So You Want to be an Ally? The ABC’s of Allyship, BIPOC, Conscious Bias and More
As a PCCM educator and leader, we have a responsibility to stand up for our colleagues, our trainees, our patients, and ourselves. First, we need to understand the terms involved to know that we are all speaking the same language. In our upcoming workshop at the APCCMPD 2021 Virtual Annual Conference, we will discuss how PCCM educators and leaders can be better allies and help confront and dismantle sexism and racism in our institutions. Here are a few key terms as a ‘glossary’ to help learn the ABC's of Allyship, with concrete examples from PCCM, to get the conversation started.
Glossary of Terms from Stanford University (Credit: discriminationsupport.stanford.edu)
“Allyship is active behavior by a member of a dominant group to dismantle the oppression of a target/non-majority group.”
PCCM Example: A male fellow helps to advocate to a clinic director for a female co-fellow to get protected time for lactation during her continuity clinic.
“Microaggressions are everyday verbal, nonverbal, and environmental slights, snubs, or insults, whether intentional or unintentional, which communicate hostile, derogatory, or negative messages to target persons based solely upon a marginalized class or characteristic.”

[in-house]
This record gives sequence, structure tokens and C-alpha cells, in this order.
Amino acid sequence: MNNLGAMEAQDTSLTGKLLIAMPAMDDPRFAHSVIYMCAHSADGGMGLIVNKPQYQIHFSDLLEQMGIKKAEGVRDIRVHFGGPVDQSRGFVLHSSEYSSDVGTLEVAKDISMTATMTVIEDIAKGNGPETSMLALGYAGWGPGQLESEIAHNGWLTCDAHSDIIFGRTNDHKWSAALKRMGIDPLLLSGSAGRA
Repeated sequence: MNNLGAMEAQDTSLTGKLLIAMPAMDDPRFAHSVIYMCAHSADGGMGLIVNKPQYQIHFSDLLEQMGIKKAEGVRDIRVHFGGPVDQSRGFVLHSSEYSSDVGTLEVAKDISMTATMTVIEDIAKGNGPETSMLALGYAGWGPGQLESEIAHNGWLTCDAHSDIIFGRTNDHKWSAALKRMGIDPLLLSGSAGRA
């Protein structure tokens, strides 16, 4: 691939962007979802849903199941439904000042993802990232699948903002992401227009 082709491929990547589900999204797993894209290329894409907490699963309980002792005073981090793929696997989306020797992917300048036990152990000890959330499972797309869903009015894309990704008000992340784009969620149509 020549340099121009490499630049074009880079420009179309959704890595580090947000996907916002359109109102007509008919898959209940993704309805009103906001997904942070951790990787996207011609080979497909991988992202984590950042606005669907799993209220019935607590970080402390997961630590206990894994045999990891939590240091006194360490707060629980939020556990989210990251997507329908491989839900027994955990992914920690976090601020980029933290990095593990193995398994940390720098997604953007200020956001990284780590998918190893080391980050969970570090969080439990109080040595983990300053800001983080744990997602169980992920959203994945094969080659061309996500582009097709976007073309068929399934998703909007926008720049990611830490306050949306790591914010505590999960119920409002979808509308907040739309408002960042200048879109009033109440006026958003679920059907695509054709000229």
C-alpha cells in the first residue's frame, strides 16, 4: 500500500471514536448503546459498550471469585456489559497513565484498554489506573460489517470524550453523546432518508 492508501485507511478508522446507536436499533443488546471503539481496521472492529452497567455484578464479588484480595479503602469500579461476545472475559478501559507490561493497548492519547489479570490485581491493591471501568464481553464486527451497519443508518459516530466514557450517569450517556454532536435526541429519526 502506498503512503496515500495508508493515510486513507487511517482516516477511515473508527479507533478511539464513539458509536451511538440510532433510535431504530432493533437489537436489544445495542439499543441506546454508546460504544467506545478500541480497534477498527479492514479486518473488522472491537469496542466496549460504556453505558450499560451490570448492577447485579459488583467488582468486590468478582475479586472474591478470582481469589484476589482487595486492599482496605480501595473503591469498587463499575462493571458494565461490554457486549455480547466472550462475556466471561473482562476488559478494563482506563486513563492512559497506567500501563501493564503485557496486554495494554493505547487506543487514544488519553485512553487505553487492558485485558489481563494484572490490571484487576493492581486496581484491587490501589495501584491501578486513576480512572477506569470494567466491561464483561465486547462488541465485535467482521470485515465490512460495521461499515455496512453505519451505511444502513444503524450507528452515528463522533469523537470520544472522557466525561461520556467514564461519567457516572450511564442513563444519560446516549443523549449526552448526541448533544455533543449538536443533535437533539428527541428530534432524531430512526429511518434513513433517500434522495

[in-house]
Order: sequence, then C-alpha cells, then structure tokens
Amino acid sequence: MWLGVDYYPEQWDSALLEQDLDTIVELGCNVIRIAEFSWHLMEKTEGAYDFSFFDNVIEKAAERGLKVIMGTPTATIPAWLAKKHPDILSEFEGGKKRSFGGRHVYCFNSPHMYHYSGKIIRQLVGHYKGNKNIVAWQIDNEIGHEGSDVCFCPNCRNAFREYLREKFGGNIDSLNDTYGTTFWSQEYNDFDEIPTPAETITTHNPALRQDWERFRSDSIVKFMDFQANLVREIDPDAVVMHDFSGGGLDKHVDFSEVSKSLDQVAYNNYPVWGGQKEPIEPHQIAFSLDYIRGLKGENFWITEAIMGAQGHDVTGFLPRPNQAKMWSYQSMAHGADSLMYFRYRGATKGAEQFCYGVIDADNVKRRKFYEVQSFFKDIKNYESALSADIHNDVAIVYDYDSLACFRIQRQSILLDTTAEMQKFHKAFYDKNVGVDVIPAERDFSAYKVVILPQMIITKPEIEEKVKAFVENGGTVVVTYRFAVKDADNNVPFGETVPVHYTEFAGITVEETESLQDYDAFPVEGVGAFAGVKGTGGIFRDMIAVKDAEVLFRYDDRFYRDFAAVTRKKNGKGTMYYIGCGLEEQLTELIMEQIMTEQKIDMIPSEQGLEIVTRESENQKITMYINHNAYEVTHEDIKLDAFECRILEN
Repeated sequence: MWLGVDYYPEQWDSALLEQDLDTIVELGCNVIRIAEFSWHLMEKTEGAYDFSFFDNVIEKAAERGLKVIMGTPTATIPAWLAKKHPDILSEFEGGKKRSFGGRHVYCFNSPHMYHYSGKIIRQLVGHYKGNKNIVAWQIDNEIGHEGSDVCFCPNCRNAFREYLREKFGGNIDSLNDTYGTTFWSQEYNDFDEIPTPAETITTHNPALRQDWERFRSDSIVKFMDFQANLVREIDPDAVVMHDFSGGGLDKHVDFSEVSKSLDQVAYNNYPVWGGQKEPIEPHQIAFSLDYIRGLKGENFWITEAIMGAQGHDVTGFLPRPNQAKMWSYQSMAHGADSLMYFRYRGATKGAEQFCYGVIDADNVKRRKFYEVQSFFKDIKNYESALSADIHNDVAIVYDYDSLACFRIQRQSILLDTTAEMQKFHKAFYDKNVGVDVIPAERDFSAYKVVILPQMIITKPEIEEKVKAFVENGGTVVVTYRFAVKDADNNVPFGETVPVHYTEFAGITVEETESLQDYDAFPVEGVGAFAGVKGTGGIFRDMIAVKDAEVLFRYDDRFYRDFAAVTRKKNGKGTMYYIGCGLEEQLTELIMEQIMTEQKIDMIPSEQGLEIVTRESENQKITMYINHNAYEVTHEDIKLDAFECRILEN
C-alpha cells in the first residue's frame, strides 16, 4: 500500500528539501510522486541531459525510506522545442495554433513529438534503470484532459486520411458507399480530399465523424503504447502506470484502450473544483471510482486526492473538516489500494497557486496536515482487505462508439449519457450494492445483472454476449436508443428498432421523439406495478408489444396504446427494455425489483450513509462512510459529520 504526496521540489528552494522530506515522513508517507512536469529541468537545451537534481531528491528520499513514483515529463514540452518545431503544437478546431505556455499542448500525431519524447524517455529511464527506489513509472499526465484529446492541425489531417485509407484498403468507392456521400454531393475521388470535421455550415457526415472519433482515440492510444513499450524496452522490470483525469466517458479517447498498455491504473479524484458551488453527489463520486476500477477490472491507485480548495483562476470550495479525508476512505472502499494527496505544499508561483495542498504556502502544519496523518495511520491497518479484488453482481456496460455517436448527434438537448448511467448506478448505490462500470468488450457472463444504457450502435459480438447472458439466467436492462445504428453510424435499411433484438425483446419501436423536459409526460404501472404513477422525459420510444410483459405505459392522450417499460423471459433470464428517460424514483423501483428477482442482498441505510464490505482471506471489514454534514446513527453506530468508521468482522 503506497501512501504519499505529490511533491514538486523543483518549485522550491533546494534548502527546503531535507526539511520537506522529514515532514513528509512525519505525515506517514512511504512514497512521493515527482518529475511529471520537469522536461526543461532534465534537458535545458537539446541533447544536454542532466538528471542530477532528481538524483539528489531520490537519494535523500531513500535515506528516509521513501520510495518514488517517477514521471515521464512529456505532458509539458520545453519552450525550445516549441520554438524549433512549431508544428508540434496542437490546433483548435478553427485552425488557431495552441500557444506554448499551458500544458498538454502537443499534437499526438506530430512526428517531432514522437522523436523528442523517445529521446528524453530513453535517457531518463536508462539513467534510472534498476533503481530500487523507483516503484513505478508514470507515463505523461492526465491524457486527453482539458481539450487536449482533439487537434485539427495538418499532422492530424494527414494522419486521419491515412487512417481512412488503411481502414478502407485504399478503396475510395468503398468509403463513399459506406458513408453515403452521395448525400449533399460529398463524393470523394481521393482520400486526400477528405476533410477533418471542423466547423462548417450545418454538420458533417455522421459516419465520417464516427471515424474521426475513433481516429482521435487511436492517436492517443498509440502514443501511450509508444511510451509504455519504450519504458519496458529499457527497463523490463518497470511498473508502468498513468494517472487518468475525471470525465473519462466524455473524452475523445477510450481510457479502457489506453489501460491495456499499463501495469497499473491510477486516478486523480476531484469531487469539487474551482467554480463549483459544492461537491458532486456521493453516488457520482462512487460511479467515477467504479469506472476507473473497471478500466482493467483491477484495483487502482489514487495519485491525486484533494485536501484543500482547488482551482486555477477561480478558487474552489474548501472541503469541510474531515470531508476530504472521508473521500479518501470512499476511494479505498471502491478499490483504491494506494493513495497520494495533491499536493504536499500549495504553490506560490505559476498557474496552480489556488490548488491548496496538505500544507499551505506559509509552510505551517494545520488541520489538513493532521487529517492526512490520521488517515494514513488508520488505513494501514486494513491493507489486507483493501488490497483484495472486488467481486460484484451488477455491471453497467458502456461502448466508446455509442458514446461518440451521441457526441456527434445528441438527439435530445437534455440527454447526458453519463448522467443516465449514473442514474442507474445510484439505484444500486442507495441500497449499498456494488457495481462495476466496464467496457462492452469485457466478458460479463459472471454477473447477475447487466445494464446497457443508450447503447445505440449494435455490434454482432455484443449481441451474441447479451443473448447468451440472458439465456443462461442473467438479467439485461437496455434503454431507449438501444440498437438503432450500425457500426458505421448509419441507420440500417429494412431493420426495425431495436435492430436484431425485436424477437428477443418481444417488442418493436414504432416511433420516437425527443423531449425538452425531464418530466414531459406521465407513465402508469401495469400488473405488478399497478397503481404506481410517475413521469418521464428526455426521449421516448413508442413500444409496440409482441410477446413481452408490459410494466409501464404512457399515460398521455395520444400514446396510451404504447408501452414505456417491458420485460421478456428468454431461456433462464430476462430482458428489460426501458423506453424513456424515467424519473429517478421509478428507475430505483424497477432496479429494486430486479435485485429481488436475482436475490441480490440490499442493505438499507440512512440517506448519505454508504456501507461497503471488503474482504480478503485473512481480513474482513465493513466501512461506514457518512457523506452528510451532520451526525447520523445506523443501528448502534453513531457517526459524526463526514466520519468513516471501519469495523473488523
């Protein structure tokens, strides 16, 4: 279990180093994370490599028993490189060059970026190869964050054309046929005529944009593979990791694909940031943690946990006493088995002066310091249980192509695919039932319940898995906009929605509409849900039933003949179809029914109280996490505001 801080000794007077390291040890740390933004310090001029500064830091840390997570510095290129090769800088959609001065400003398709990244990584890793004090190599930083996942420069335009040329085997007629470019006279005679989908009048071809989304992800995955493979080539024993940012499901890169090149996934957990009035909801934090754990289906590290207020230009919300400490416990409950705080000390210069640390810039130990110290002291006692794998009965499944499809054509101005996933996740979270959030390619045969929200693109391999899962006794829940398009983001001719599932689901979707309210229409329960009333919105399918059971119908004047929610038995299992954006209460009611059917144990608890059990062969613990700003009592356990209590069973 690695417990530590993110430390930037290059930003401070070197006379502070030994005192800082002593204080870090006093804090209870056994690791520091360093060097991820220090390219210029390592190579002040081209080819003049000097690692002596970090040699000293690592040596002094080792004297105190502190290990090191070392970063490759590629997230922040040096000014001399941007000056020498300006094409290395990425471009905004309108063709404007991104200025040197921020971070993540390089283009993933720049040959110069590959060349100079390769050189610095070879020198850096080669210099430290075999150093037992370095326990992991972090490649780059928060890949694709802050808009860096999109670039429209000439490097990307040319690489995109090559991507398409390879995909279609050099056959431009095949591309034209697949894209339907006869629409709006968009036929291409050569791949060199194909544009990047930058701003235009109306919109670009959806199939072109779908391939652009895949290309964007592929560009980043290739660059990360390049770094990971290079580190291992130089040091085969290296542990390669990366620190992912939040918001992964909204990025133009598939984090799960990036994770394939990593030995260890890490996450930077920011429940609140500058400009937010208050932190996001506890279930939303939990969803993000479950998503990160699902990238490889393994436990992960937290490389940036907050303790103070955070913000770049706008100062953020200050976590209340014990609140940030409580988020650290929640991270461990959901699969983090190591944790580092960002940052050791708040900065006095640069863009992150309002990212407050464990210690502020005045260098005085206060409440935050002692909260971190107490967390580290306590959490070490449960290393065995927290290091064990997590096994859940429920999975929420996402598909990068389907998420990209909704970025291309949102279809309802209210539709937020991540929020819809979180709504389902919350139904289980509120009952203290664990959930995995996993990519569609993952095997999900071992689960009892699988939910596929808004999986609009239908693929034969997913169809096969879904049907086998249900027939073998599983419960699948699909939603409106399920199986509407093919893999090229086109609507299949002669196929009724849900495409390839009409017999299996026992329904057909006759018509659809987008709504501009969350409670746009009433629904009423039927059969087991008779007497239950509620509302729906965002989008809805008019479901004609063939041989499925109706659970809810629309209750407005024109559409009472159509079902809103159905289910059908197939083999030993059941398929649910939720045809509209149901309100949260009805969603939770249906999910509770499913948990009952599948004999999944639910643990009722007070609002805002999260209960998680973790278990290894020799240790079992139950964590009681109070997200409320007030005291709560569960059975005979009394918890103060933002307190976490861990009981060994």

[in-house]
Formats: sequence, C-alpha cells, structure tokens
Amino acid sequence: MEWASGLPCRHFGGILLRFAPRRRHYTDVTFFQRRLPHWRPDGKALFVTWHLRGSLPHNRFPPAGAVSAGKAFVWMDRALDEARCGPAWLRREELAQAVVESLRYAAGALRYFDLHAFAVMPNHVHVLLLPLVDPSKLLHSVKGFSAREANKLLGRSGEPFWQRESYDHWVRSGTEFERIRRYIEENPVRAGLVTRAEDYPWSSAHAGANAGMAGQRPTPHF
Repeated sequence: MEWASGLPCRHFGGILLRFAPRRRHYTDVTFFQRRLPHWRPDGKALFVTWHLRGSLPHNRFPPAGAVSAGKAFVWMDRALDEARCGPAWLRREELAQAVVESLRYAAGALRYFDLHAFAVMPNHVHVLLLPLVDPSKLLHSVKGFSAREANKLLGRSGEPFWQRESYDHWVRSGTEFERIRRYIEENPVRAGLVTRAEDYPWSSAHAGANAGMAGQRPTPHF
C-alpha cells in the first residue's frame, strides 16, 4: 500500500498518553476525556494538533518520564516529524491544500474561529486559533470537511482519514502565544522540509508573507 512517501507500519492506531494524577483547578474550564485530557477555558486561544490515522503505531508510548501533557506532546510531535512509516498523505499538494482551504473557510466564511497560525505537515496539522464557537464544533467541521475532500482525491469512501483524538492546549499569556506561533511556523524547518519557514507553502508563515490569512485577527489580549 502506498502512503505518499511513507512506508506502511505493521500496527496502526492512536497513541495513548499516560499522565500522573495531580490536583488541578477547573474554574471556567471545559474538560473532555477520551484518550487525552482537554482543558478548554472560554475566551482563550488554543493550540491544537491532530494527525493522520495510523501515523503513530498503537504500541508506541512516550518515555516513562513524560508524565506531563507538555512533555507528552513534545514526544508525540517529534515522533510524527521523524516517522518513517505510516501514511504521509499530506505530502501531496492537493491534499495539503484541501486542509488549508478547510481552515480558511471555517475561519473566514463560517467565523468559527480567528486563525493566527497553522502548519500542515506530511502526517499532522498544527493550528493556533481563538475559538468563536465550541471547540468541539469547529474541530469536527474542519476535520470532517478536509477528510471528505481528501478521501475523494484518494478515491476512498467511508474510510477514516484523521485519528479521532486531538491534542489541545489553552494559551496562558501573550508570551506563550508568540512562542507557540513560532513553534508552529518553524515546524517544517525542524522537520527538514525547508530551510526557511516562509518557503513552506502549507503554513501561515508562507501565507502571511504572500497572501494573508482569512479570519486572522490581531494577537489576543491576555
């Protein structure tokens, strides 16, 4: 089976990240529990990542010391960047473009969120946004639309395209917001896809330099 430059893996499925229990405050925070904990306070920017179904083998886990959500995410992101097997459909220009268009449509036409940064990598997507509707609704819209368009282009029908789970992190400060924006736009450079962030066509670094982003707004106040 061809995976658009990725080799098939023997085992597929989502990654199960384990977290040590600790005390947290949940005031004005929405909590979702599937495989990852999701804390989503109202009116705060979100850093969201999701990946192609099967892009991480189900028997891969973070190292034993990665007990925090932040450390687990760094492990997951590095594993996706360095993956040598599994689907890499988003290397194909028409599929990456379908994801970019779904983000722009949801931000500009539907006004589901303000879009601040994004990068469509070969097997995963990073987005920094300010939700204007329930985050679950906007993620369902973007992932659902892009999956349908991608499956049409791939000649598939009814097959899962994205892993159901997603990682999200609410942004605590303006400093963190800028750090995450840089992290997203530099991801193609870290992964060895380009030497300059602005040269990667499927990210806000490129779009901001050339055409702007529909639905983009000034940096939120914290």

PCCM Example: An ICU attending seems to constantly interrupt a first-year fellow who is a woman of color when she is teaching on ICU rounds.
“Privilege refers to benefits, awards, or advantages that accrue to dominant groups based upon skin color, gender, sex, class, ability, religion, etc., that they have received without earning and/or asking for them; privilege is usually invisible to the receiver.”
PCCM Example: I acknowledge as an author of this piece that I benefit every day from the privileges of being a cis-gender heterosexual able-bodied physician who is not from an underrepresented group. I intend to use these privileges to advocate as an ally for those who do not benefit from these same privileges. So I can walk into the ICU at night to see a patient and not be denied entrance or questioned as to the reasons I am there by the security at the hospital entrance or a charge nurse I have not yet met.
“Systemic, structural, or institutional racism refers to the complex interactions of culture, policy, and institutions that create and maintain racial inequality in nearly every facet of life for non-majority groups.”
PCCM Example: Segregation, redlining (the practice of banks refusing to loan money or inflate costs of loans for homes), and other historic discriminatory practices have led to worsened rates of asthma among children and adults living in certain predominantly Black and LatinX neighborhoods.
We hope that this Glossary of terms with PCCM examples will help us start a conversation together so we may all be better allies to advocate for our colleagues, trainees, and patients.